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  • January 20, 2012 5:02 pm

    The enemy of my enemy

    Yesterday a huge file sharing site, “Megaupload.com,” was taken offline due to a criminal conspiracy indictment. Do the copyright wars have a new martyr? At first glance, maybe! Everybody gets to blame their favorite villain: the evil media industry, the draconian federal government, or both. It becomes a political a Rorschach Test. Ultimately, the fix is either upending the foundations of market capitalism, or destroying the power of the state to dismantle the intellectual property regime. (I frequently start laying out my own political arguments whenever I write a sentence like that, then carefully backspace over them and sip rye until the temptation subsides.)

    But. But. But. Here’s the thing. Megaupload—like the late Kazaa and LimeWire—makes an even worse martyr in the copyright wars than Jack Kevorkian did in the debate over assisted suicide. The indictment lays out the case against them. Their business model was built around getting “popular files” uploaded that would be downloaded repeatedly, thus showing ads to non-premium subscribers—and rewarding premium subscribers who provided those popular files. The more often a file was downloaded, the more money Mega got. Show of hands: who thinks the files that brought in the big bucks were home videos of cats?

    Ars Technica observed that the indictment is “full of strange non-sequiturs,” and the RIAA (and MPAA) had a collective hatred for Megaupload that bordered on the pathological, which tends to engender sympathy from the Internet at large given that the RIAA and MPAA together have a higher douchebag quotient than a Los Angeles BMW dealership. But seriously, folks. The site’s owners sent email to one another with lines like, “Hope YouTube is not implementing a fraud detection system right now” and attachments showing reward payments to users for uploading “10+ Full popular DVD rips, a few small porn movies, some software with keygenerators (warez).” In 2007, Megaupload was booted out of Google AdSense for having “numerous pages” with links to “copyrighted content” according to the indictment.

    And if that’s not enough, let’s just quote Megaupload CTO Mathias Ortmann talking about their business: “We’re not pirates, we’re just providing shipping services to pirates.”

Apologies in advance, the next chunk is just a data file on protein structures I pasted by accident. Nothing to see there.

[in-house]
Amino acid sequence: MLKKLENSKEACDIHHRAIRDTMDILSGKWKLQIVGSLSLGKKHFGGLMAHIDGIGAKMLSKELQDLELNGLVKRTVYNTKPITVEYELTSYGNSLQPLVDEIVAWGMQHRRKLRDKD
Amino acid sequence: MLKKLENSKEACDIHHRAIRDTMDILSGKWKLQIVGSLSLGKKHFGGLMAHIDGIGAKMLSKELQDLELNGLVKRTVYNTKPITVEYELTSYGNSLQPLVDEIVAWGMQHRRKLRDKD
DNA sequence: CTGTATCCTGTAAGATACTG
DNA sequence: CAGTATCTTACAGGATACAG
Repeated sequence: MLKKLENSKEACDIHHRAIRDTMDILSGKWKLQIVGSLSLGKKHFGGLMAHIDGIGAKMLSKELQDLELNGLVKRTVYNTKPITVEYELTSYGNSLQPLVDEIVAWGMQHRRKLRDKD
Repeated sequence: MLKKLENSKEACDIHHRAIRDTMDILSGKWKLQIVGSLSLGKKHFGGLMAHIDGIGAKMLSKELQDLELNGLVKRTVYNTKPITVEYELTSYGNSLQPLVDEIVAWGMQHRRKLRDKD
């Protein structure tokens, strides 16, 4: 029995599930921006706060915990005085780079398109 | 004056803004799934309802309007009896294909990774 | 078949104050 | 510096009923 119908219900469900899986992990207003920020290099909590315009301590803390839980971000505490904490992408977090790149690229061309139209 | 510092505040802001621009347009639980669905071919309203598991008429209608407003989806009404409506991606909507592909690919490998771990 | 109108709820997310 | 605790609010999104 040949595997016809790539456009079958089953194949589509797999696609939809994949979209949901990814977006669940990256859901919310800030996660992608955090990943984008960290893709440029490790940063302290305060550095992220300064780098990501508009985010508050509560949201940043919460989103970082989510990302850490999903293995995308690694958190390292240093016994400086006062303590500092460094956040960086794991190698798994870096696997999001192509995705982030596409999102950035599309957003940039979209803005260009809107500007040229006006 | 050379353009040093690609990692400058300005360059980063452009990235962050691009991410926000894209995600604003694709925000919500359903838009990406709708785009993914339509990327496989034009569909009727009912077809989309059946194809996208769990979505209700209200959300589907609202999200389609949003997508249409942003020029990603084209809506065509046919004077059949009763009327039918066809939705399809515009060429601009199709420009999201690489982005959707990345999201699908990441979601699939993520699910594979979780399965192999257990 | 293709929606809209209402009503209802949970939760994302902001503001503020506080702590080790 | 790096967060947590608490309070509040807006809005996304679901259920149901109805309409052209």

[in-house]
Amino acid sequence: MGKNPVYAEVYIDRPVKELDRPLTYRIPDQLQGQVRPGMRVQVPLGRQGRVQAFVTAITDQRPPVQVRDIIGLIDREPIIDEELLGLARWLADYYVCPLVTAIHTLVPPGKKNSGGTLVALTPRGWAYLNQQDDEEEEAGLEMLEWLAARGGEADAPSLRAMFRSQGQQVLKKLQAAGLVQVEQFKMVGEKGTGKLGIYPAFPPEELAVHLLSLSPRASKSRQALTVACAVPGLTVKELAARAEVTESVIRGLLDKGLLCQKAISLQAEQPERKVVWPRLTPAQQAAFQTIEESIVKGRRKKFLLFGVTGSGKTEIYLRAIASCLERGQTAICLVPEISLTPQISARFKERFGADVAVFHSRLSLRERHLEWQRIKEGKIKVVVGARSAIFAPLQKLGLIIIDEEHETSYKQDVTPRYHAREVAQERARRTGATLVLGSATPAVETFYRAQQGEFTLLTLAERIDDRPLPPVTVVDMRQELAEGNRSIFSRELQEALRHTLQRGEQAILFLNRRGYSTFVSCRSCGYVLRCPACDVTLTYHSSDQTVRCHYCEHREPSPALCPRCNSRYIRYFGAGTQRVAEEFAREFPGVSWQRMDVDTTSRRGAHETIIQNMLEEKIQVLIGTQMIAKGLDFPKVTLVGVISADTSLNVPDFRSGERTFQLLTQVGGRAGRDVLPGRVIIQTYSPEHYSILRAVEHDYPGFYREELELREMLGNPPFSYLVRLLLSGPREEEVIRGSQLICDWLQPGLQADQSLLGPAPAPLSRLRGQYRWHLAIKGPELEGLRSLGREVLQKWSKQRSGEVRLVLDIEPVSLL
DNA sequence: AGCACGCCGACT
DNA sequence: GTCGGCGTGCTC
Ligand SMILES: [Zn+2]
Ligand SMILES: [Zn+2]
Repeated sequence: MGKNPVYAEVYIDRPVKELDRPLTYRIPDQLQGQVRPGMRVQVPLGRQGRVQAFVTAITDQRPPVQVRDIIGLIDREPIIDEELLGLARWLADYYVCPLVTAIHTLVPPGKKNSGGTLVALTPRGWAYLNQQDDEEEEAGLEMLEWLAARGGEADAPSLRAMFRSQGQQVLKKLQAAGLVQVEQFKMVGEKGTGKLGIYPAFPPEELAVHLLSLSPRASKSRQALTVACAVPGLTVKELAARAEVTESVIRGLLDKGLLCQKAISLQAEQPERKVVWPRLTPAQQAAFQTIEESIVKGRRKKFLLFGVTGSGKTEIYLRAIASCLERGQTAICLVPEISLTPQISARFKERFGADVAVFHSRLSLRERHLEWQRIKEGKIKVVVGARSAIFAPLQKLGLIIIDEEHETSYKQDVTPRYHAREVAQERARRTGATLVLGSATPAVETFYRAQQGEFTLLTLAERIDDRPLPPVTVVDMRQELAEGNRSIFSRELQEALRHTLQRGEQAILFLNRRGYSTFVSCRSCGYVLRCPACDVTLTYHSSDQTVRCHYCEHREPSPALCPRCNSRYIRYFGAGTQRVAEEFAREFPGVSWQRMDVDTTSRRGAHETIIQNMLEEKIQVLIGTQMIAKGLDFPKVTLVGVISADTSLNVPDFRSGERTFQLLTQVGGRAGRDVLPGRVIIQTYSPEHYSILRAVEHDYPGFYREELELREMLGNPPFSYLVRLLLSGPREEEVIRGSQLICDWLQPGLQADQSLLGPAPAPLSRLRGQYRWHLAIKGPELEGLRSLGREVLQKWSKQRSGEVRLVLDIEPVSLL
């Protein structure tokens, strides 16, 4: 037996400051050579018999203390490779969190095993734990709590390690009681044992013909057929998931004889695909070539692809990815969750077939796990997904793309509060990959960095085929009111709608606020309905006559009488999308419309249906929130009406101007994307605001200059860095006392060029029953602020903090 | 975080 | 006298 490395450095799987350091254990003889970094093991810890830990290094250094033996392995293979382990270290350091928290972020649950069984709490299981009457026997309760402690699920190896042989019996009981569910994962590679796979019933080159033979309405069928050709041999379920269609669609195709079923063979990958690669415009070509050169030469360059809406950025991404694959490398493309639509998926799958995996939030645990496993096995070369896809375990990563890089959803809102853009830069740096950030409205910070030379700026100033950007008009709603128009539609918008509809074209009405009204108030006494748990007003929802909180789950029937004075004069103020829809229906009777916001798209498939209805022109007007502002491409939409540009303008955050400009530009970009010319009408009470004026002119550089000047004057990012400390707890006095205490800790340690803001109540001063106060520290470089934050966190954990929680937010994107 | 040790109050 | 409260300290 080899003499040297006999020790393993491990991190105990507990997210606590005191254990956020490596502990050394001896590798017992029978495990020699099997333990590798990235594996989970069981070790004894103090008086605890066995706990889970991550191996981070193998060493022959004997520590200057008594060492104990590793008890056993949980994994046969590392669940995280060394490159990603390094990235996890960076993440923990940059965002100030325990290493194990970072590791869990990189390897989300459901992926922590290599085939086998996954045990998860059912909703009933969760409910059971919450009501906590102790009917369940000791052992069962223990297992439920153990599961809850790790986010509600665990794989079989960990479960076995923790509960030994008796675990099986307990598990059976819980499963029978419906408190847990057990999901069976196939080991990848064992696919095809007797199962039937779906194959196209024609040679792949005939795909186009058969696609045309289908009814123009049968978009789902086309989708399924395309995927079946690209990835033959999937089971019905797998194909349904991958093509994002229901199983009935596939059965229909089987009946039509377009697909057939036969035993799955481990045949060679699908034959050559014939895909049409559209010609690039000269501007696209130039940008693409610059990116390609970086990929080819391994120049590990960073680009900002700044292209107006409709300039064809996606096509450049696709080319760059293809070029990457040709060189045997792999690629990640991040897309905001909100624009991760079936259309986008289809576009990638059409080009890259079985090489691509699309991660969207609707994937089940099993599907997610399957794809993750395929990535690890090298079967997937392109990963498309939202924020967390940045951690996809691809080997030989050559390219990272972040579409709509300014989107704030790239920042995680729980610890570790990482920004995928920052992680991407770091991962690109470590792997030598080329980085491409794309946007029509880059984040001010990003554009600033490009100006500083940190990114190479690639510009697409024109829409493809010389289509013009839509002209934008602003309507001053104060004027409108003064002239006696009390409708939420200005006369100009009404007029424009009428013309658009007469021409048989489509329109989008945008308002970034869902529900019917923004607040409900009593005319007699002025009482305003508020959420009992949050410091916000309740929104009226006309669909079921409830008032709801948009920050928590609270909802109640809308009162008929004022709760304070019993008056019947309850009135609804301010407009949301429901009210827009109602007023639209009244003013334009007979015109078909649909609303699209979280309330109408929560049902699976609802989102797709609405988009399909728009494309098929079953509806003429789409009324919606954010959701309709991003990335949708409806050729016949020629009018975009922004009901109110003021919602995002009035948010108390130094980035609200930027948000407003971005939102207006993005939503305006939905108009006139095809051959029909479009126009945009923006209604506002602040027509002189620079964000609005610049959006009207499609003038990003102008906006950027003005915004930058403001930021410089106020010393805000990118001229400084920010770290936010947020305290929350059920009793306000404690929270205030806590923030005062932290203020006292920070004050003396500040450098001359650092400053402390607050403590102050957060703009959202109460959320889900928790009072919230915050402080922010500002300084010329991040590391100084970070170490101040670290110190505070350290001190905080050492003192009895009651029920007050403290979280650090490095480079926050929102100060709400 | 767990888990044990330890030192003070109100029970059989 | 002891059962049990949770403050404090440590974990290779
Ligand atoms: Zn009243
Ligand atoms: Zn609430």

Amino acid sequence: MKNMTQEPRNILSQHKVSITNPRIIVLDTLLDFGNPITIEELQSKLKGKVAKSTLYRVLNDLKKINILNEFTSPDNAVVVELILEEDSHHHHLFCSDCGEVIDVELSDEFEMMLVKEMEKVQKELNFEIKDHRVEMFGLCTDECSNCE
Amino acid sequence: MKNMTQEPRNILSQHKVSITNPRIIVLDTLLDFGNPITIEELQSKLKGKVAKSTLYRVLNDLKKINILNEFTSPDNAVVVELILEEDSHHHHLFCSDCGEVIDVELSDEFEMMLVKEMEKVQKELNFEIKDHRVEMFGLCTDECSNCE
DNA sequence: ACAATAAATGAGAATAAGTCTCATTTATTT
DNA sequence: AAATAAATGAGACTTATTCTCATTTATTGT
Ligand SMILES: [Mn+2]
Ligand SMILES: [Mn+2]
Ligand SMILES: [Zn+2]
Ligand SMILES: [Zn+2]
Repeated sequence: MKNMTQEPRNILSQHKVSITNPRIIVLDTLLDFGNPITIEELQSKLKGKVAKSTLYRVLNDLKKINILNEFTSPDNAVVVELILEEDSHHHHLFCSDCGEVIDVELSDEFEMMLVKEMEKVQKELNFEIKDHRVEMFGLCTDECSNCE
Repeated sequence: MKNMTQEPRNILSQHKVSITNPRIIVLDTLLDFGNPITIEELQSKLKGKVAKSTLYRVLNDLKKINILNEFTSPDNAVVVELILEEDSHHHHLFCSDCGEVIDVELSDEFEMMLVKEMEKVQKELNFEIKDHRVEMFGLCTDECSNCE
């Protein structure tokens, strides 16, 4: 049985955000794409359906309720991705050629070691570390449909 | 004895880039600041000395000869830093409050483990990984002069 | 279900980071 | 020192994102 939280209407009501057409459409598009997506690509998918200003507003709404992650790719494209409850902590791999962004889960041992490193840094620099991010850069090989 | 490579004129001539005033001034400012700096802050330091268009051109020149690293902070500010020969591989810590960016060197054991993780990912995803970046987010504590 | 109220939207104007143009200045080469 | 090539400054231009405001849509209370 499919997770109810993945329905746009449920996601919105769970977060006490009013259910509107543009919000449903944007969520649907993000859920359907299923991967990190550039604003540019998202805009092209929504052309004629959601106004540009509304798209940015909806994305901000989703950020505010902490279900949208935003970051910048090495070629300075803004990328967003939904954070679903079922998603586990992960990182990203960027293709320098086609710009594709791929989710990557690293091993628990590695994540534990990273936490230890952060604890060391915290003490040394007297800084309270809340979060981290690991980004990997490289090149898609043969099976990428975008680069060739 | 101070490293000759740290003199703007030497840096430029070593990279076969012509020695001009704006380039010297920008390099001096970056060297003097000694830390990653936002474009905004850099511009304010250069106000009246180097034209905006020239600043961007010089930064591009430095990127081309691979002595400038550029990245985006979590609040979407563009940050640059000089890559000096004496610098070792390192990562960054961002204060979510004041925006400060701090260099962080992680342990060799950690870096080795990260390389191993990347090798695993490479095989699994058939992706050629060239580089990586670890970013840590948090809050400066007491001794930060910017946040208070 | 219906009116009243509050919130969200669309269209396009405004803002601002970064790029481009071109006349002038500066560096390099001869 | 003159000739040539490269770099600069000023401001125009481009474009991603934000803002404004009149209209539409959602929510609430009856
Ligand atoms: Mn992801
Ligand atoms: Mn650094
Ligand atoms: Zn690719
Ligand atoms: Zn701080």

I don’t want to give the impression I think all—or even most—copyright actions are wise, let alone effective. Trade groups purposefully overstate losses and dominate policy discussions with FUD—arguably, even the term “piracy” is using the terms they define. (It’s a world of stupid to equate torrenting Game of Thrones with armed theft and murder on the high seas.) People who really just want easily-reproducible shit for free will always find a way to get it, and any publisher is far better off working on ways to make sure that customers can legally get what they want as easily as possible with the fewest restrictions. That should be the lesson that media moguls take away from iTunes, but to them the lesson is, “make sure all digital video content outlets are crippled in some way and we won’t have another iTunes.” If we think of hardline copyright proponents as a bunch of assclowns, they have nobody to blame for that but themselves.

    Yet being reflexively against something based on its supporters is just as nutty as its inverse. (“The RIAA certified my favorite CD as gold? Those assholes! I’m going to go break it, right now!”) We’re not talking about one of those “RIAA sues deaf Buddhist nun in monastery with no electricity for $9.8 million” cases here. And while I don’t doubt that thousands of legitimate users of Megaupload are genuinely shafted by this outcome, if the best restaurant in town turns out to be a mob front, hundreds of innocent diners are going to be denied that terrific Penne Arrabiata. So it goes.

    There are a lot of stories out there which are genuine examples of terrible government overreach and/or the evils of the current copyright system. Megaupload’s story is not one of them. “The enemy of my enemy is my friend” is not a universal truth—and sometimes it puts you in the company of pretty crappy friends.

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